Beltane by Alys West – Book Review
Beltane by Alys West – Book Review
A Spellworker Chronicles Novel
Publisher – Fabrian Books
Pages – 412
Release Date – 8th June 2016
Format – ebook
Reviewer – Julie
I received a free copy of this book
Struggling artist, Zoe arrives in Glastonbury seeking inspiration. The small Somerset town is steeped in myth and legend and Zoe’s sure it’ll be the perfect place to work on a book about King Arthur. But behind the shops selling witchcraft supplies and crystals real magic is being practised.
When Zoe meets Finn her life changes forever. Not only is he a druid connected to the ancient energies of the earth but she dreamed about him long before they met. Finn’s life is in terrible danger and Zoe’s dreams start to reveal more of the plot against him.
After dreaming of a deadly battle at a stone circle on Dartmoor, Zoe starts to wonder if the dark magic around her is playing tricks of its own or if she really can see the future. Will she learn to trust Finn, and herself, in time to stand any hope of surviving the powerful magic that will be unleashed at Beltane? Or is it already too late?
‘Beltane’ is the work of British author Alys West who sets her tale in the small Somerset town of Glastonbury over the period of a week leading up to Beltane, a Celtic festival held on May Day.
We witness much of the action through the eyes of West’s main protagonist, Zoe, who goes on retreat at the behest of her friend Anna, to find inspiration for her illustrating assignment. We join Zoe on her arrival at a guesthouse in Glastonbury, famed for unusual healing techniques administered by its eccentric owner, Mauve. It was helpful to see some events through Mauve’s eyes as we quickly realise that she is multi-layered and sinister.
We are also invited into the mind-set of Finn, to whom Zoe is immediately attracted. In the first half of the book he hints at a secret and I would have found this more intriguing we hadn’t been told in the synopsis that he was a druid.
Both Mauve and Finn are excellent foils for Zoe and the plot is carried along by the strength of these characters. The exciting start boded well for the tale to come and the momentum was maintained throughout the book, culminating in a dramatic climax.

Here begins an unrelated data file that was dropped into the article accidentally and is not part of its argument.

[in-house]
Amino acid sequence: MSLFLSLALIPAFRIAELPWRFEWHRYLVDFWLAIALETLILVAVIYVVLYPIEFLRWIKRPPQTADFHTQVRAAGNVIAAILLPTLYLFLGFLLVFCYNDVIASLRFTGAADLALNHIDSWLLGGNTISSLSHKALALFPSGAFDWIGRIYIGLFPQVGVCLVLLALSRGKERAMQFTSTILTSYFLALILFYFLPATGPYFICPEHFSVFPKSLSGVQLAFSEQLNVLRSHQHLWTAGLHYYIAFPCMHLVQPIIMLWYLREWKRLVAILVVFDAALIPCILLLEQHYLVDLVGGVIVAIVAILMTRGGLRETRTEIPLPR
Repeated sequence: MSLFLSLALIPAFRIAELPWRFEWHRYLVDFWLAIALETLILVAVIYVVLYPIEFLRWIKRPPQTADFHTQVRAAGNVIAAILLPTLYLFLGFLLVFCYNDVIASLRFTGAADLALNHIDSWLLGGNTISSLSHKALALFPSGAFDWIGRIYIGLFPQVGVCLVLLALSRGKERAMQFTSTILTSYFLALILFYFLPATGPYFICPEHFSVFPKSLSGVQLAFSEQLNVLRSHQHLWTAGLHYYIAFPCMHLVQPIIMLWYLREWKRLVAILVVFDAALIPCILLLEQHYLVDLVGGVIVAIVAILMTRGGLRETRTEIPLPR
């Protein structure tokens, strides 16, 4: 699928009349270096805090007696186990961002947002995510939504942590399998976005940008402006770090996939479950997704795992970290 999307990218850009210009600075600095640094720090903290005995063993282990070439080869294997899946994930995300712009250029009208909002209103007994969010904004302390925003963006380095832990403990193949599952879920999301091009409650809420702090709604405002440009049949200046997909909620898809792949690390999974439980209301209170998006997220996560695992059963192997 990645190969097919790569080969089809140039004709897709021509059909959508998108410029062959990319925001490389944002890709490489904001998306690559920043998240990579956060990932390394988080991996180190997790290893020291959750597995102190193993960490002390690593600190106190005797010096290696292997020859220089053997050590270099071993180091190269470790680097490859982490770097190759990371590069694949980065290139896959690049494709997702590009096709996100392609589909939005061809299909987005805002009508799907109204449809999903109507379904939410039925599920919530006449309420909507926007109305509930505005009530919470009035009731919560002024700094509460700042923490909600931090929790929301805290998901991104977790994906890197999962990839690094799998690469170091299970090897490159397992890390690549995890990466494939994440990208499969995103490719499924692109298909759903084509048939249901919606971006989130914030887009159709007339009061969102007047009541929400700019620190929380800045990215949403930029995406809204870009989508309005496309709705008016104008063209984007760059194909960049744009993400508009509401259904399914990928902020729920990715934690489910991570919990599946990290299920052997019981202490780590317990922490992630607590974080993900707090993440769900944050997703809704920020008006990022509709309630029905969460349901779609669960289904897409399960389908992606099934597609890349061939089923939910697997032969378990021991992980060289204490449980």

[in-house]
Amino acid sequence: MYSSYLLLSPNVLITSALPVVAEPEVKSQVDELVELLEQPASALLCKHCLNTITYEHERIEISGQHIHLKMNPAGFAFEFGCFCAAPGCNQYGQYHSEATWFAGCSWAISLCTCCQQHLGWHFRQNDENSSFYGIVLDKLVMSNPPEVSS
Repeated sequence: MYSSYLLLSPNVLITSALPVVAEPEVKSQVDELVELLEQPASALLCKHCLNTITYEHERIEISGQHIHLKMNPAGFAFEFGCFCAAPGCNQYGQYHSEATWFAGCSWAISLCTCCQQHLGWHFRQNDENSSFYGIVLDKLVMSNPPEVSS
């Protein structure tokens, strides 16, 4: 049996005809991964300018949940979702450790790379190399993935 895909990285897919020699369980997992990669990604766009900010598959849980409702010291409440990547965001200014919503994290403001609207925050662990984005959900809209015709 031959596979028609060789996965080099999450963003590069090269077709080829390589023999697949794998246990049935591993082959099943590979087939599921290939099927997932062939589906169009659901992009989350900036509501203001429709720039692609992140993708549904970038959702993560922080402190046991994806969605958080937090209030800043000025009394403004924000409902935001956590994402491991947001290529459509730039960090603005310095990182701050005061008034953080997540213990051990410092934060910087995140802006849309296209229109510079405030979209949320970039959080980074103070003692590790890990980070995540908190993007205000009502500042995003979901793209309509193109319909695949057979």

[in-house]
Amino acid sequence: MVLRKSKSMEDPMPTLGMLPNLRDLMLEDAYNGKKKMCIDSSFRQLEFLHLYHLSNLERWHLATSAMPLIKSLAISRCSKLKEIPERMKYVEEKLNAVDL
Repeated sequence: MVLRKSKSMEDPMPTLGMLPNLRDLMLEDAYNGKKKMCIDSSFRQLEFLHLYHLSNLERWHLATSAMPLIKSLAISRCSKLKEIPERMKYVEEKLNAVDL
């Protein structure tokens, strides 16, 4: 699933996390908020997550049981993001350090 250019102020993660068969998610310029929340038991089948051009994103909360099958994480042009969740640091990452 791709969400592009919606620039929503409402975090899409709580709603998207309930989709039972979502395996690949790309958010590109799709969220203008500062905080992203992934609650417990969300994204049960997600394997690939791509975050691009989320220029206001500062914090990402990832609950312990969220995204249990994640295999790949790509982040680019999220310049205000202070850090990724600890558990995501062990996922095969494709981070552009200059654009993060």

West uses alliteration, similes and metaphors to her advantage. The theme of good versus evil was played out to the full as the tension was ratchetted up. A strong feeling of menace was present from the start and I feared for Zoe as soon as she herself, felt uneasy.
I must confess to being a bit of a fan of ‘Urban Fantasy’ which, contrary to my former belief, isn’t monsters rampaging through cities, it’s the bizarre against a backdrop of the contemporary mundane. If it’s badly written it’s rather embarrassing to read but if it’s done well, as in this case, it’s gripping.
I couldn’t put this novel down and commend the author for her imagination as well as the structure of her plot and strength of her writing style. I am delighted to be able to award ‘Beltane’ a full five stars.
Book Reviewed by Julie
Alys West writes contemporary fantasy and steampunk. She started writing when she couldn’t find enough books to read that had all of the elements that she loved; fantasy, romance and suspense, although her love of Buffy the Vampire Slayer may have had something to do with it too.
Writing steampunk was a natural development from her obsession with tea. How could she not write in a genre where the characters shared her belief that 90% of the world’s wrongs can be solved with a nice cup of tea? It also gave her a great excuse to spend her time looking at Victorian fashions and call it research.
Alys is doing a MA in Creative Writing at York St John University and also teaches creative writing for Converge, an arts project for people with mental health issues.
When she’s not writing you can find her at folk gigs, doing yoga and attempting to crochet. It makes her week if she hears from someone who’s enjoyed one of her books so please do get in touch. She would love to hear from you!